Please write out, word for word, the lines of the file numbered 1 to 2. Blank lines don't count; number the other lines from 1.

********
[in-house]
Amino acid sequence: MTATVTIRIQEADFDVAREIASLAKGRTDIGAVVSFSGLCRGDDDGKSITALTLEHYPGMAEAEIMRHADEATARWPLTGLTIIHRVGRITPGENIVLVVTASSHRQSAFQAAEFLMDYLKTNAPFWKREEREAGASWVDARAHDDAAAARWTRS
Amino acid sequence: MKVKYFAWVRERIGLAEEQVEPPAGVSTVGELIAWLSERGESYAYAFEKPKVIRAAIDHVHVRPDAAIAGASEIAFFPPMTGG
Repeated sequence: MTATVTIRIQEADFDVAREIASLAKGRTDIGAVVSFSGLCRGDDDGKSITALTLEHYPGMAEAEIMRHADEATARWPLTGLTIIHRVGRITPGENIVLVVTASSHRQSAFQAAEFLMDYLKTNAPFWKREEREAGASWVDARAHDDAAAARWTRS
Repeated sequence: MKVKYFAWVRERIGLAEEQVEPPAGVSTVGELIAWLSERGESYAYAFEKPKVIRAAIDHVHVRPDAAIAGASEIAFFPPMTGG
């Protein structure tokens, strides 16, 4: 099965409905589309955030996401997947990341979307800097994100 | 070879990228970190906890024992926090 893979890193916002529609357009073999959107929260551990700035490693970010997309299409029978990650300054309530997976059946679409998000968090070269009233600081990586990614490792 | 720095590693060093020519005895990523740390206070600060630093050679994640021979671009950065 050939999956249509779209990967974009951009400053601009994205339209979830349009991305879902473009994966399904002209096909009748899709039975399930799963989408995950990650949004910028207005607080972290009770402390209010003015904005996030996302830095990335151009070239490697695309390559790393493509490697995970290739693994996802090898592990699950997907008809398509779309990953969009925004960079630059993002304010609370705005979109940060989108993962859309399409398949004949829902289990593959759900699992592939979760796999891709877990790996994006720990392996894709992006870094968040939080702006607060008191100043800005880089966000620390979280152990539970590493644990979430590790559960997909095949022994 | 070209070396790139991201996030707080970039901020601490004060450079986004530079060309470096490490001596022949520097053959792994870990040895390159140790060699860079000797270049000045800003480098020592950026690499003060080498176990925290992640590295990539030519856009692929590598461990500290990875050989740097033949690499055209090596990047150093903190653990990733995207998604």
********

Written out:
[in-house]
Amino acid sequence: MTATVTIRIQEADFDVAREIASLAKGRTDIGAVVSFSGLCRGDDDGKSITALTLEHYPGMAEAEIMRHADEATARWPLTGLTIIHRVGRITPGENIVLVVTASSHRQSAFQAAEFLMDYLKTNAPFWKREEREAGASWVDARAHDDAAAARWTRS